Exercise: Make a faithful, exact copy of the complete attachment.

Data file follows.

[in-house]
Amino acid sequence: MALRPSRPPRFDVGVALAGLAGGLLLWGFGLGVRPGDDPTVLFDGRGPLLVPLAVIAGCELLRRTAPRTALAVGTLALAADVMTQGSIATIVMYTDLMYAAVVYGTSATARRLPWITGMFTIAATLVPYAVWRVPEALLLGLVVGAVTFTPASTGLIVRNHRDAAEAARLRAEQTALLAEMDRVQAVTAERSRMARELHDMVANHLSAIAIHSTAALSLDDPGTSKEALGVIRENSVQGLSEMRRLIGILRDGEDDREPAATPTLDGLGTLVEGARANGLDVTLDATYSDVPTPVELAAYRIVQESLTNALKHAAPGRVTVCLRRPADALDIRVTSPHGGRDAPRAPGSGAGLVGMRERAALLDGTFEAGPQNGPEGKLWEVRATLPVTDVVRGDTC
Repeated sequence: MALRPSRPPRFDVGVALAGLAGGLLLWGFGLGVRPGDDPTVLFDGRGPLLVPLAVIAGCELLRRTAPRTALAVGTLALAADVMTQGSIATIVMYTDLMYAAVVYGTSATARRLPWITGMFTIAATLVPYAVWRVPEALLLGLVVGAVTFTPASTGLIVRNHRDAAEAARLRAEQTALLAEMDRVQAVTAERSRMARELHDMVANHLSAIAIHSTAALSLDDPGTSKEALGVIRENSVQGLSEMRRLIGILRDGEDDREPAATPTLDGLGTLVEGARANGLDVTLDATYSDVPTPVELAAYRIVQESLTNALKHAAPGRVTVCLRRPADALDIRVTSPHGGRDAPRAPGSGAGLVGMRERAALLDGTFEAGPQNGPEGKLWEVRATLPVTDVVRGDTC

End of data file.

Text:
[in-house]
Amino acid sequence: MALRPSRPPRFDVGVALAGLAGGLLLWGFGLGVRPGDDPTVLFDGRGPLLVPLAVIAGCELLRRTAPRTALAVGTLALAADVMTQGSIATIVMYTDLMYAAVVYGTSATARRLPWITGMFTIAATLVPYAVWRVPEALLLGLVVGAVTFTPASTGLIVRNHRDAAEAARLRAEQTALLAEMDRVQAVTAERSRMARELHDMVANHLSAIAIHSTAALSLDDPGTSKEALGVIRENSVQGLSEMRRLIGILRDGEDDREPAATPTLDGLGTLVEGARANGLDVTLDATYSDVPTPVELAAYRIVQESLTNALKHAAPGRVTVCLRRPADALDIRVTSPHGGRDAPRAPGSGAGLVGMRERAALLDGTFEAGPQNGPEGKLWEVRATLPVTDVVRGDTC
Repeated sequence: MALRPSRPPRFDVGVALAGLAGGLLLWGFGLGVRPGDDPTVLFDGRGPLLVPLAVIAGCELLRRTAPRTALAVGTLALAADVMTQGSIATIVMYTDLMYAAVVYGTSATARRLPWITGMFTIAATLVPYAVWRVPEALLLGLVVGAVTFTPASTGLIVRNHRDAAEAARLRAEQTALLAEMDRVQAVTAERSRMARELHDMVANHLSAIAIHSTAALSLDDPGTSKEALGVIRENSVQGLSEMRRLIGILRDGEDDREPAATPTLDGLGTLVEGARANGLDVTLDATYSDVPTPVELAAYRIVQESLTNALKHAAPGRVTVCLRRPADALDIRVTSPHGGRDAPRAPGSGAGLVGMRERAALLDGTFEAGPQNGPEGKLWEVRATLPVTDVVRGDTC